I galloped to Captain Reedy and yelled, “How goes it?”1`
He yelled back, “Thar beginning to rally and will counter attack momentarily.”
“Well, pull back to the Valley Pike and Townsend Road. Thar are some hills there that you can use as cover,” I said.
At that moment the last of our captured cannon pulled out toward Crampton’s Gap.
A few moments later, there were a series of explosions which I inferred were the handiwork of the ten plundering troopers. Simultaneously, “the Tenuous Ten” came galloping toward me, screaming like a band of Comanche. Apparently, they were relishing their job of destruction and disdaining any military order of march.
Reining in, one of them grinned ear-to-ear and reported, “Lieutenant, we done what cha ordered and here we are.”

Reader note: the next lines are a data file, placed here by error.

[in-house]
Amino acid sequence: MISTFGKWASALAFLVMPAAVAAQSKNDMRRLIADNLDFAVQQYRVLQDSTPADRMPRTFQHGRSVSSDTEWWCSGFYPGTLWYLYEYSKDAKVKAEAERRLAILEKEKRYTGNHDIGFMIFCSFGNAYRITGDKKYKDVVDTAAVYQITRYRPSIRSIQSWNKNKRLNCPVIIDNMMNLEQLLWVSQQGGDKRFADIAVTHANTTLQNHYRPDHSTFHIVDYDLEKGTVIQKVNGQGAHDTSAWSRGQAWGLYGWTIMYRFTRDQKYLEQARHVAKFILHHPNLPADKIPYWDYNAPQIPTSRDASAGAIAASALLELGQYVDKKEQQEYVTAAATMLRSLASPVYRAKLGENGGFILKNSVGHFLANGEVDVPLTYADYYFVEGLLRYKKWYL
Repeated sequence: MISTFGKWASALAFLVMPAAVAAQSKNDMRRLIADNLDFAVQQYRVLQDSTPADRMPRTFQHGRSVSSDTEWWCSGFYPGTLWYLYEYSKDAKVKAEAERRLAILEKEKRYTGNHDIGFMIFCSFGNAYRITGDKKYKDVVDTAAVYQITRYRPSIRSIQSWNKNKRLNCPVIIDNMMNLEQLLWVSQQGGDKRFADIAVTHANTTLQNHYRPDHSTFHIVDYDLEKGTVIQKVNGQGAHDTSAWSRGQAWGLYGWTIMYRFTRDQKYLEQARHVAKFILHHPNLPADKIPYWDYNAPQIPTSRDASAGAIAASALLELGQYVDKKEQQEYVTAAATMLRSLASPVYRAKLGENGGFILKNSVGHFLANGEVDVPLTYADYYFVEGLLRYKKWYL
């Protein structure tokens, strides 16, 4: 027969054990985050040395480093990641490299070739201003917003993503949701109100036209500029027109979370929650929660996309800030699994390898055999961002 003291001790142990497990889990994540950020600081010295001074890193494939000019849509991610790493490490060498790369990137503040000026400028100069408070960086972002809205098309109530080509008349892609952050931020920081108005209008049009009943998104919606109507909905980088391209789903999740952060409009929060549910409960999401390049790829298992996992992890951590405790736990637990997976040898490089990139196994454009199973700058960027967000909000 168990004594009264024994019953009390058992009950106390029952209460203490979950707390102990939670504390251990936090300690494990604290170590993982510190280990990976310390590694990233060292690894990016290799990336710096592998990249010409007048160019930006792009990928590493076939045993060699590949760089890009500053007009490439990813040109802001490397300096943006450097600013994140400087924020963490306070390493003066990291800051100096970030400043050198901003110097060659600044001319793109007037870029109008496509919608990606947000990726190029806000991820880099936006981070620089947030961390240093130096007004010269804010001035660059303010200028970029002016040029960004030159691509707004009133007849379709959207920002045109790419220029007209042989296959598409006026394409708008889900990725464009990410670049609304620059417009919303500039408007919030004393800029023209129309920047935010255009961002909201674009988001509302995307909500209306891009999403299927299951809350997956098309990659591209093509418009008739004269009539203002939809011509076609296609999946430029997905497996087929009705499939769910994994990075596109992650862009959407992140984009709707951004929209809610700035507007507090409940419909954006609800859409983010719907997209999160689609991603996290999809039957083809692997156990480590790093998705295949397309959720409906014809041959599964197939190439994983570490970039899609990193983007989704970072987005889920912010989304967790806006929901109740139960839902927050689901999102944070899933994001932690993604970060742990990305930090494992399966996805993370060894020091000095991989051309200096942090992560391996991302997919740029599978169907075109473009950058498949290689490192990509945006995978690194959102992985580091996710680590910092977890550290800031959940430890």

I looked at this motley crew and just shook my head. Pointing to the two cannon, caissons and limbers that were headed south, I ordered, “Go protect those cannon and help the crews get them to the top of the mountain.”
Gleefully, all of the Tenuous Ten saluted and spurred their mounts without waiting for my returned salute.
I nudged Stonewall to follow and we galloped back to the Valley Pike. We stopped there and I looked northward. Eleven pillars of smoke rose skyward.
I turned Stonewall southward and nudged him. Off we went like a rocket in flight.
I proceeded down the road, and holding Stonewall’s reins in my teeth, performed a quick cylinder change of two of my pistols. Once we reached Townsend Road, I could see the cannon were bumping along toward the tree line at the base of the mountain. Looking south I saw Major Mosby and his contingent in a knock-down, drag-out fight with Yankee cavalry.